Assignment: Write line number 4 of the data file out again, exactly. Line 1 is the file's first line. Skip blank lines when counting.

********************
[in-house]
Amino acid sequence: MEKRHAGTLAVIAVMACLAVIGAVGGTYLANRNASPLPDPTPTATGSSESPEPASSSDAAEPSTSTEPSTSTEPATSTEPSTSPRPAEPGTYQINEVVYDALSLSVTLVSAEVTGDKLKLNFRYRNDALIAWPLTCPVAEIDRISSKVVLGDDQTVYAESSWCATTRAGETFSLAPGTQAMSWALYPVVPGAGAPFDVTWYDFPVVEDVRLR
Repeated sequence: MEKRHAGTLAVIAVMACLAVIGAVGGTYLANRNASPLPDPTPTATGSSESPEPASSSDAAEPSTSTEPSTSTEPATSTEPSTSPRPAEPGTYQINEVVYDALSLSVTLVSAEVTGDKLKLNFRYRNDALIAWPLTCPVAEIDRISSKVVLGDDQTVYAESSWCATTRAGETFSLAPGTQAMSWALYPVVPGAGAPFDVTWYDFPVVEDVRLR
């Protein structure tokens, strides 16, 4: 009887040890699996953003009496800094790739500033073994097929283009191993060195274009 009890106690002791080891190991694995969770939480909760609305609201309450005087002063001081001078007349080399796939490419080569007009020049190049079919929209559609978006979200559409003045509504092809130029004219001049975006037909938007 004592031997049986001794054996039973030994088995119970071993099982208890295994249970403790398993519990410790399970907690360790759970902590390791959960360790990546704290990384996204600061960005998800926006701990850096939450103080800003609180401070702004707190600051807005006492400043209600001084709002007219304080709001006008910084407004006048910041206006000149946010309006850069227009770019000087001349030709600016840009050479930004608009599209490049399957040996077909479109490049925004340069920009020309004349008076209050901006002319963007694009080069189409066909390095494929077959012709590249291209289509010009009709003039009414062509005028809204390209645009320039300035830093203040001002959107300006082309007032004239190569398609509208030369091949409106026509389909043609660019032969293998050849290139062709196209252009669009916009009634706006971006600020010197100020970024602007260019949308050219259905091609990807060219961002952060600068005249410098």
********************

């Protein structure tokens, strides 16, 4: 009887040890699996953003009496800094790739500033073994097929283009191993060195274009 009890106690002791080891190991694995969770939480909760609305609201309450005087002063001081001078007349080399796939490419080569007009020049190049079919929209559609978006979200559409003045509504092809130029004219001049975006037909938007 004592031997049986001794054996039973030994088995119970071993099982208890295994249970403790398993519990410790399970907690360790759970902590390791959960360790990546704290990384996204600061960005998800926006701990850096939450103080800003609180401070702004707190600051807005006492400043209600001084709002007219304080709001006008910084407004006048910041206006000149946010309006850069227009770019000087001349030709600016840009050479930004608009599209490049399957040996077909479109490049925004340069920009020309004349008076209050901006002319963007694009080069189409066909390095494929077959012709590249291209289509010009009709003039009414062509005028809204390209645009320039300035830093203040001002959107300006082309007032004239190569398609509208030369091949409106026509389909043609660019032969293998050849290139062709196209252009669009916009009634706006971006600020010197100020970024602007260019949308050219259905091609990807060219961002952060600068005249410098």